Post edited by PurpleFalcon at 2011-09-25 03:19:28
  • aykayk
    Posts: 1977
    I have a friend that has owned multiple AA and now owns a JA. She doesn't jog with them, but she has taken both breeds sledding/carting (good wheel dogs), backpacking, and scootering.
  • I am a fairly active person, and of my three dogs, the one who is the easiest to work with, most willing to please, most excited to do activities (like agility, and running), is without a doubt my pit bull.
    My Akita only wants to exercise if he is with my pit bull (she is a great cheerleader, I guess). And my Shikoku could care less about sports of any kind (other than wanting to be chased).
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  • tjbart17tjbart17
    Posts: 4055
    I larger breed is difficult to jog/hike with. The thick coat on the Akita would get in the way of this if the stamina doesn't. I belong to a hiking group, and a man joined once with his AA. It was a relatively flat trail, but the AA just couldn't manage the 6 miles. I think he went about one before he was advised to turn back. It was I believe May, and the weather was probably in the 70's.

    If you are determined to see if a NK is a good fit, then I would suggest a Kai. I'm biased because I love mine. Shikoku owners can chime in about them. I would assume they would be good jogging/hiking companions as well. They might be a little less independent than the Kai. Or I may be totally wrong.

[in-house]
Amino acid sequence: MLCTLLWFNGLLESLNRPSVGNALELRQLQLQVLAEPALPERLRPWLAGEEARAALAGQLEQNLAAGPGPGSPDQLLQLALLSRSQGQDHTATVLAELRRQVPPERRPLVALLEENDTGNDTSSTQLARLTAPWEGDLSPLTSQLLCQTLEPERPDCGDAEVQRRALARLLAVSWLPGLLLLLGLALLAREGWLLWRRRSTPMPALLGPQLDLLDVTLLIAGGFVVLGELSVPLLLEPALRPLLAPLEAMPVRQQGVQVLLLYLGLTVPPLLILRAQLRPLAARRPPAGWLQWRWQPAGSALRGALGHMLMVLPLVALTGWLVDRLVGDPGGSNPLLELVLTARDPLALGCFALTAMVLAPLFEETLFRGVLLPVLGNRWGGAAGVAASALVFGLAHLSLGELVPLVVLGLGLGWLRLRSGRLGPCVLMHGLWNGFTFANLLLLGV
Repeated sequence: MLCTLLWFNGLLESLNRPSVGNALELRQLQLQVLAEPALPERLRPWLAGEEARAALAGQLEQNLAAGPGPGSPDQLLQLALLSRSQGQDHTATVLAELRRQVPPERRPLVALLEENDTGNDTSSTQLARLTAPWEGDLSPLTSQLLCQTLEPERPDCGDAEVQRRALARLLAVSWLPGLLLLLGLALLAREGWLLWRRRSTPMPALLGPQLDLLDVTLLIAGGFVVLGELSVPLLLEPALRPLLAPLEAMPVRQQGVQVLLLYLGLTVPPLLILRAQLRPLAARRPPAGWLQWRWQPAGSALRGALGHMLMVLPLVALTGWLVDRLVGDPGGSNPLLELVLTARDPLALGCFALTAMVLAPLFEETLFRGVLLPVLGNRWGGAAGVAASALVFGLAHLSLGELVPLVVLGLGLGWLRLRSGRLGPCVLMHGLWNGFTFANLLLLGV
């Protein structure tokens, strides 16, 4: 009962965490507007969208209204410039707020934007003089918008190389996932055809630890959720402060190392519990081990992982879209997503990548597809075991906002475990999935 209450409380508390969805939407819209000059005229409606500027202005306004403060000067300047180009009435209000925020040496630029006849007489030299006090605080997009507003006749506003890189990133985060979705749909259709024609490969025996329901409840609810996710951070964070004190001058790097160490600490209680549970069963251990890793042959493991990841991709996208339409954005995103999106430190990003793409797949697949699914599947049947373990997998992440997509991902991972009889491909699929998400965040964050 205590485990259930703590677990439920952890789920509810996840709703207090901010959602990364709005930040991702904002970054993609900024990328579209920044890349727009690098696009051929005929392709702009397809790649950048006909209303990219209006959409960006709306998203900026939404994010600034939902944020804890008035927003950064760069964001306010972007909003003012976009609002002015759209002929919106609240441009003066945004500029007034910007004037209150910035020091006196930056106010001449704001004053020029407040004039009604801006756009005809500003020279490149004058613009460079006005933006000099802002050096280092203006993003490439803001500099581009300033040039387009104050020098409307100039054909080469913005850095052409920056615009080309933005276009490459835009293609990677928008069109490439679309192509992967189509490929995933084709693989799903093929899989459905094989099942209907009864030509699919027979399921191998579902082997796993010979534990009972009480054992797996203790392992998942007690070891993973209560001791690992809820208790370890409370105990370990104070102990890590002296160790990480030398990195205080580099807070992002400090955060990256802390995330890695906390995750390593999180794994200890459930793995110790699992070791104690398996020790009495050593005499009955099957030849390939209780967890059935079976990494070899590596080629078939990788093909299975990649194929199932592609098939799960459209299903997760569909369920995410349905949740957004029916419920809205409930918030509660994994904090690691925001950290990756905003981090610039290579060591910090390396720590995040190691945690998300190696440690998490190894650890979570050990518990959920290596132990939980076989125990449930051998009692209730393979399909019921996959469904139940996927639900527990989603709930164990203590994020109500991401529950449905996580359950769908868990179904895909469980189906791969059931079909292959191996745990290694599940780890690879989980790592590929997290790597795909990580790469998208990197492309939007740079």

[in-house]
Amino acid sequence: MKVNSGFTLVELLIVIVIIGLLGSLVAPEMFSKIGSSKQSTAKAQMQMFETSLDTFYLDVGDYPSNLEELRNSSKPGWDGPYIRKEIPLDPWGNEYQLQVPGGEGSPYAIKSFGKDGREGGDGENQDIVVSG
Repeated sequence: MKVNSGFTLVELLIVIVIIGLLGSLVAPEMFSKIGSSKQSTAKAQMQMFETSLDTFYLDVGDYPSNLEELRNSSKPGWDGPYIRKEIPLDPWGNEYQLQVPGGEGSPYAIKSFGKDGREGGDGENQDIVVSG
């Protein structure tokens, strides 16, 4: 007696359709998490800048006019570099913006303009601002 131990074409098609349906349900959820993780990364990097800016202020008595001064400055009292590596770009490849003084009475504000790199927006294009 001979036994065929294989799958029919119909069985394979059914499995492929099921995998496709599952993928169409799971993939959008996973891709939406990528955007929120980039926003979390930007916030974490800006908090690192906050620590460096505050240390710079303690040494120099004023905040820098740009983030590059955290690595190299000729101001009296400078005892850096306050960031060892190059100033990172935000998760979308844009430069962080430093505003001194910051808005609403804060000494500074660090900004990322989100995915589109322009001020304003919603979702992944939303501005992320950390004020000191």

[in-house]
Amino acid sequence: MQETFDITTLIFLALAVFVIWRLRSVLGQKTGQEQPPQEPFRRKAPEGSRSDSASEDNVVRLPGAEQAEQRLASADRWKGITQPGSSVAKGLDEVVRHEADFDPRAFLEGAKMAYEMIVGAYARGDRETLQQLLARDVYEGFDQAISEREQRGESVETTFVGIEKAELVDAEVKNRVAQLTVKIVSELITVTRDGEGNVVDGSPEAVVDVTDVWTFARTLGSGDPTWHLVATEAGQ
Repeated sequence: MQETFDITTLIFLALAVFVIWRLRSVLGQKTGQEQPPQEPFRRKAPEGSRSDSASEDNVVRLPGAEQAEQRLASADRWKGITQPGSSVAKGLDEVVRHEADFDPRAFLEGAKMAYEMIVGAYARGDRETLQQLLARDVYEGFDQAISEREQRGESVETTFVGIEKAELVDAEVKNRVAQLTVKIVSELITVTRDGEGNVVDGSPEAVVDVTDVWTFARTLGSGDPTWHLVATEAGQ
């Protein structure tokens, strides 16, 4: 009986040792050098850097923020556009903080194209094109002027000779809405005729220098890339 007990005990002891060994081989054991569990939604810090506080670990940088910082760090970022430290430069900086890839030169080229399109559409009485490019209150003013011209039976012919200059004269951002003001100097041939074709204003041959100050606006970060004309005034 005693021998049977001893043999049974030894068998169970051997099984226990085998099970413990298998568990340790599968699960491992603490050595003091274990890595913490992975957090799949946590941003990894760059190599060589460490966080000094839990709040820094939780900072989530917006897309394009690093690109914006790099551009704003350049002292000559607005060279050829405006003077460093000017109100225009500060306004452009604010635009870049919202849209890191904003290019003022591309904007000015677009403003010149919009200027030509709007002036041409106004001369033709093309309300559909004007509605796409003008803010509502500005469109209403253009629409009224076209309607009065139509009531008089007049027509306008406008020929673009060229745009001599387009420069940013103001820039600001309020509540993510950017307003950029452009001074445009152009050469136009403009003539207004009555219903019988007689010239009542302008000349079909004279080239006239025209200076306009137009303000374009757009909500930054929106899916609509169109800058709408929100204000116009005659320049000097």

The Shikoku may be a bit mor biddable when it comes to training for sports. My male Kai likes agility class, but he wants to do what he wants to do. My parent's female is all over it, but she is SUPER agile and athletic. She can get over 8 foot fences no problem. She loves climbing and jumping, and now has a cat tree (made especially for her dog size), that she climbs and perches up on.
    Post edited by tjbart17 at 2011-09-26 14:02:58
  • That is so funny @tjbart17 if someone asked me to guess, I would have said a kai would be more biddable. But then again, my shikoku is a punk.
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  • ttddinhttddinh
    Posts: 1990
    @tjbart17--you've gotta take a picture of that "dog tree." The idea of a dog perched in a tree is too hilarious!
  • tjbart17tjbart17
    Posts: 4055
    @JessicaRabbit I read it somewhere in a thread comparing Kais to Shikoku. I think it was a pretty long debate and the Shikoku won. ha ha. I think it was their sharpness that made them more on point with training.
  • Thanks guys. I'm thinking maybe no Akita for now...which is sad. I'm such an Akita fan-girl. I was thinking before I posted this that maybe their double-coat might make them a less than ideal choice for AZ, considering I want to be outside a lot...but I didn't want to give up hope. Thanks for answering all my questions :D I hope that other people can benefit from this. I know I learned a lot. And when I'm less active and looking for a dog I'll probably consider an Akita :D

    And thanks for the Kai and Shikoku suggestion. I didn't have my heart set on a NK persay, I think they're all amazing and cool so I'll probably still be lurking around the forums reading up on them for fun but, since I only had my heart set on an Akita I'm not sure if they'd be a good fit. I'll have to go look into them. Now I'm back to square one...what kind of dog would best suit me huh?